Journalists in Kashmir protest against continued suspension of internet services

The ‘Media Facilitation Centre’ set up to discharge professional duties are not enough, protesters complain

Updated - November 13, 2019 02:28 am IST

Published - November 12, 2019 06:34 pm IST - Srinagar

Kashmiri journalists hold placards and protest against 100 days of internet blockade in Srinagar.

Kashmiri journalists hold placards and protest against 100 days of internet blockade in Srinagar.

Journalists in the Valley took out a protest march here against the continued suspension of internet services which completed 100 days on Tuesday since the abrogation of the Jammu and Kashmir’s special status on August 5.

Scores of journalists working with different media organisations assembled at the Kashmir Press Club here and took out a protest march against the snapping of internet services in the Valley on the night of August 4, hours before the Centre revoked the state’s special status under Article 370 and abrogated it into two Union Territories.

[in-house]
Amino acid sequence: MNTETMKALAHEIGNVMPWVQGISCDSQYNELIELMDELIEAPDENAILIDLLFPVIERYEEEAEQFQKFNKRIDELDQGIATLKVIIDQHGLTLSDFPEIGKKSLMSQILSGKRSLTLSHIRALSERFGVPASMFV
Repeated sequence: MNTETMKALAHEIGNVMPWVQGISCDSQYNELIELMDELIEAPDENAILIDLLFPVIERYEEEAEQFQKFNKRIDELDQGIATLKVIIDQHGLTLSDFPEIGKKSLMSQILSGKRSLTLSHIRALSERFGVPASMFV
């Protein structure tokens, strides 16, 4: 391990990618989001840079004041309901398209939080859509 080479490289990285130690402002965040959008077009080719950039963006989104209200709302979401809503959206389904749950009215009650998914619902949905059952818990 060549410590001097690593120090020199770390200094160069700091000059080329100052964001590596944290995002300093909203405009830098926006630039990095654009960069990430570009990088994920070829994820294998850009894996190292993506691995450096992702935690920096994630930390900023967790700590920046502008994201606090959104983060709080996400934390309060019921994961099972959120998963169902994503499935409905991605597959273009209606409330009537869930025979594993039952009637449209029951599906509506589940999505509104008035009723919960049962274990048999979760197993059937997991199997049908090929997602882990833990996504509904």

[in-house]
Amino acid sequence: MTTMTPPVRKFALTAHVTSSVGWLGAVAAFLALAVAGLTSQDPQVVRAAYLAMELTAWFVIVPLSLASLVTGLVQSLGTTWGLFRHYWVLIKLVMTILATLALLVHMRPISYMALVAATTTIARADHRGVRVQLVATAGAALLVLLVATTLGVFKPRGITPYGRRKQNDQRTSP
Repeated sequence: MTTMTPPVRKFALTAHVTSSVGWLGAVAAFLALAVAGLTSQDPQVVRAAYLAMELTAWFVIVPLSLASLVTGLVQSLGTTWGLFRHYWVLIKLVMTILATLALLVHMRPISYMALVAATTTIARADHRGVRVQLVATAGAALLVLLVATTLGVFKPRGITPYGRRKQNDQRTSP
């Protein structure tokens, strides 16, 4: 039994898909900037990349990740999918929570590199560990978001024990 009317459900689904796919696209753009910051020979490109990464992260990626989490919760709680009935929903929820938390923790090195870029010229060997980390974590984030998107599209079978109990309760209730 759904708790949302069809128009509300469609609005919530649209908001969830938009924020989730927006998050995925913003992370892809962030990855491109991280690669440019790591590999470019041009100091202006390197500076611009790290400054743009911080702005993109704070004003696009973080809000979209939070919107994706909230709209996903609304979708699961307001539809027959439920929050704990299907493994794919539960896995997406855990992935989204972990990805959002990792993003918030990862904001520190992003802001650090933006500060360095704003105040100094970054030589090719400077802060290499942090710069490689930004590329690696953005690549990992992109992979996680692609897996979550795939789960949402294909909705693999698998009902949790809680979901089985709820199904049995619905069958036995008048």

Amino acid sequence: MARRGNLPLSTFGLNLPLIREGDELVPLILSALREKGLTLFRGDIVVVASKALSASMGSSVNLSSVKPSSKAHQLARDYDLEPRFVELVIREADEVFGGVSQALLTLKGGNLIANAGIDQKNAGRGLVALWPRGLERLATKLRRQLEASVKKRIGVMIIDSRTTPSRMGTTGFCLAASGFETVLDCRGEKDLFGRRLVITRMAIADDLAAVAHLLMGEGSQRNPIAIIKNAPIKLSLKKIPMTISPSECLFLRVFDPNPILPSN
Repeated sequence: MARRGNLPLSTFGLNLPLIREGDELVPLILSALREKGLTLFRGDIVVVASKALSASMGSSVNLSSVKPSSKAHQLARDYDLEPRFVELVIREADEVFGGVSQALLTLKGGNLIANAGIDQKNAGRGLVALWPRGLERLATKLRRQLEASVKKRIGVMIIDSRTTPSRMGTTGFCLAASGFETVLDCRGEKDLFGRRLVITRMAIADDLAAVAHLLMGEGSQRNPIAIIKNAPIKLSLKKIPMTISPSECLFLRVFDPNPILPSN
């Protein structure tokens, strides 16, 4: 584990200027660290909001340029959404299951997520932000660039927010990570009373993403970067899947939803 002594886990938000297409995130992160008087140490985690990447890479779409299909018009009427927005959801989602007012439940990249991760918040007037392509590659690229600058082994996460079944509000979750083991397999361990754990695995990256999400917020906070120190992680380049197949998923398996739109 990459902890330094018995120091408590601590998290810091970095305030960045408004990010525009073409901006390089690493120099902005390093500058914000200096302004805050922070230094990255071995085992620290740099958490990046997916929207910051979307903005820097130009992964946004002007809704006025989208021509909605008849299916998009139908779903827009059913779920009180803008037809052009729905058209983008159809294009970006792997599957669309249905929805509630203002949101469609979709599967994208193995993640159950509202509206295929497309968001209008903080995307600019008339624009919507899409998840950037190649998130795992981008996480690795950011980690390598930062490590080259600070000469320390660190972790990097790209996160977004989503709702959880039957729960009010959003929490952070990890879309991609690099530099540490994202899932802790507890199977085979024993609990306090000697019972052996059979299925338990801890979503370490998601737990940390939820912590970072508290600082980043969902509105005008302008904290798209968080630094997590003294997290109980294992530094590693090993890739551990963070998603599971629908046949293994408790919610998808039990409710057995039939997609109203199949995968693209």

The journalists demanded immediate restoration of the services to facilitate the media persons to discharge their professional duties.

“We took out the protest against the suspension of internet services for 100 days now. Internet is a basic took for journalists to discharge their professional duties and we demand its immediate restoration,” senior journalist Pervez Bukhari told reporters after the protest.

The Centre’s August 5 decision led to an unannounced shutdown in the valley even as authorities imposed severe restrictions, including on communication, which were later gradually eased out.

Postpaid mobile services on all networks were restored in the Valley on October 14, 72 days after they were snapped.

However, pre-paid mobile phones and all internet services continue to remain suspended since August 5.

The government has set up a ‘Media Facilitation Centre’ at a conference hall of a local hotel here for journalists to discharge their professional duties. But the media persons complain that it has not enough computers and they have to wait for hours for their turn.

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